Bannog drew his sword, gave a great shout and sprinted off right into the middle of the group of Gnolls, large, dog-like creatures that walked on their hind legs. The bear growled, snapping at them and aiming great swipes at the swift moving shapes. It was clear that one on one, the bear could take on these creatures without a scratch. With this many of them, though, it was in mortal danger. Bannog’s sword lashed out as the Rage took him. He crossed his arms, took a deep breath and let his mind lash out at the enemies in a great surge of energy. The dog-creatures howled, and lost all interest in the bear. Bannog grinned. Hah! It worked, then. Now to do this again, and as often as necessary. He was dimly aware of Peterselie joining the fight. Then, she became a shining figure to his Warrior’s senses as she used her magic to strengthen herself and strike out at the enemies. The Druid bear stalked off to the side, then turned back into her Elf shape. As fast as she could, she healed herself, then held ready to assist her unexpected allies. Suddenly, there was another great growl as Bear-Ariciel joined the fray.

The tide had turned. Bannog, Peterselie and Ariciel were slaying Gnolls left, right and center. The Druid shot them the occasional heal, but nothing was really grievous enough to warrant it. With a final Thunder Clap, the last of the Gnolls fell, and they stood still, catching their breath. Bannog pointed.

“That’s my bear!”

The Elf Druid looked at them, from under her dark hair.

“Oh blast. It’s Blondie. I’ll never live this down!”

“So we meet again, Lady Mira,” said Gerrig.

“I’m very glad. I was having a slight overdose of rabid Gnolls.”

Ariciel grinned. “So we head bashers do have our uses now and again!”

“When have I ever said otherwise?”

“Want me to do you an essay? What were you doing here anyway? You’re going back to Kalimdor, aren’t you?”

“Meeting someone in Morgan’s Vigil, then flapping off to Stormwind Harbour. I haven’t met the flight master there, so I couldn’t fly there.”

Gerrig smiled. “We are not far from home. If you would like, you can join us for dinner, and then continue on.”

Mira looked doubtful. Her orders were to talk to as many flight masters as she could, then return. This would allow her to fly anywhere in the Eastern Kingdoms. But to the south of Redrige lay the Swamp of Sorrows. She could pick up the flight point there as well. And it would allow her a look at where Blondie was going to live, which could be fun.

“Gladly, Sir Gerrig.”

Their journey would take them to Arthur Halloran’s ranch shortly after sunrise. They didn’t say anything as they rode in the dark, under the trees. Each one was busy with their own thoughts, of fear, duty, determination. Finally, they reached the borders of Arthur Halloran’s orchards. They had ridden faster than they thought and it was still not fully light. Selena dismounted and sent Hugin out to scout. As she stood concentrating, they could see her face turn pale. She broke her spell, and whispered.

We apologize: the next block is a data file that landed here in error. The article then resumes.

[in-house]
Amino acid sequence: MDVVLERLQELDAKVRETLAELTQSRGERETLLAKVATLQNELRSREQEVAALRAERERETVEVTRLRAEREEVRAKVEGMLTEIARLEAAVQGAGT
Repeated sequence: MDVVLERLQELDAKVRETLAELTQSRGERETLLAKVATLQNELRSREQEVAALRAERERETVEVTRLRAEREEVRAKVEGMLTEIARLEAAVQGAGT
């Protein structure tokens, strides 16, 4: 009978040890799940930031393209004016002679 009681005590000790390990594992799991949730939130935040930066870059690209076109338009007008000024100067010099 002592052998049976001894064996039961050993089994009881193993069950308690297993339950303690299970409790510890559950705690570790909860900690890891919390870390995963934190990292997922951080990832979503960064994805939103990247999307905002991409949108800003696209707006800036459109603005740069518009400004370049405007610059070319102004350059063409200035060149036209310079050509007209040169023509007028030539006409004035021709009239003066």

“Trouble. There’s been a fire, and I couldn’t see anyone there. Fire’s put out, though. Hope our side won.”

Ariciel dismounted, and turned into her yellow spotted travel form. She dashed off in the direction of the farm. When she reached it, she switched to her black cat form. Immediately, she could sense all Humanoids at the farm. They were not Orcs, which was good. Cat-Ariciel made herself disappear, and walked carefully to the farmstead. There were no lights. She could see that doors and windows had been barricaded, and that men with bows and arrows were behind them. She wondered what to do. If she’d just appear in front of them, they were likely to shoot her before she could move or speak. In her cat form she could not call out, or rather she could, but feline roars were not what was needed now. Nobody inside was likely to know Wildspeech. Oh well. Nothing ventured, nothing gained. She prowled right up to the wall, and changed back into her Elf form. She could hear the archer breathe behind the broken window.

“Hello?”

“Who’s there?” The voice was nervous, scared.

“A friend. I’m Lady Ariciel.”

“Show yourself!”

“I will, only don’t shoot me!”

Carefullly, making no sudden moves, she raised her head above the window sill. She heard the man inside take a breath, then his voice was heard.

“By the Light! You’re a Night-elf!”

“My goodness! When did that happen? Is Sir Arthur there?”

“He is wounded, and cannot come out.”

Ariciel cast her eyes at the sky.

“Are you going to let me in today?”

“Oh! Of course. Come to the door.”

Oh good. Ariciel crept slowly to the door, which was opened for her. Quietly, she slipped inside. The place was a mess. Broken furniture here and there, and signs of fire. Burnt curtains, broken windows, shards of glass everywhere. A lanky youth stood in front of her, crossbow in hand.

“Where’s Sir Arthur?”

“In bed, Lady. He was hit by an arrow, in the side.”

“Take me to him. I may be able to do something.”

Sir Arthur Halloran opened his eyes, and stared at Ariciel.

“Alright, you can have an apple. Just don’t set fire to my house.”

Ariciel smiled. Sir Arthur’s eyes were still bright, and he hadn’t lost his sense of humour.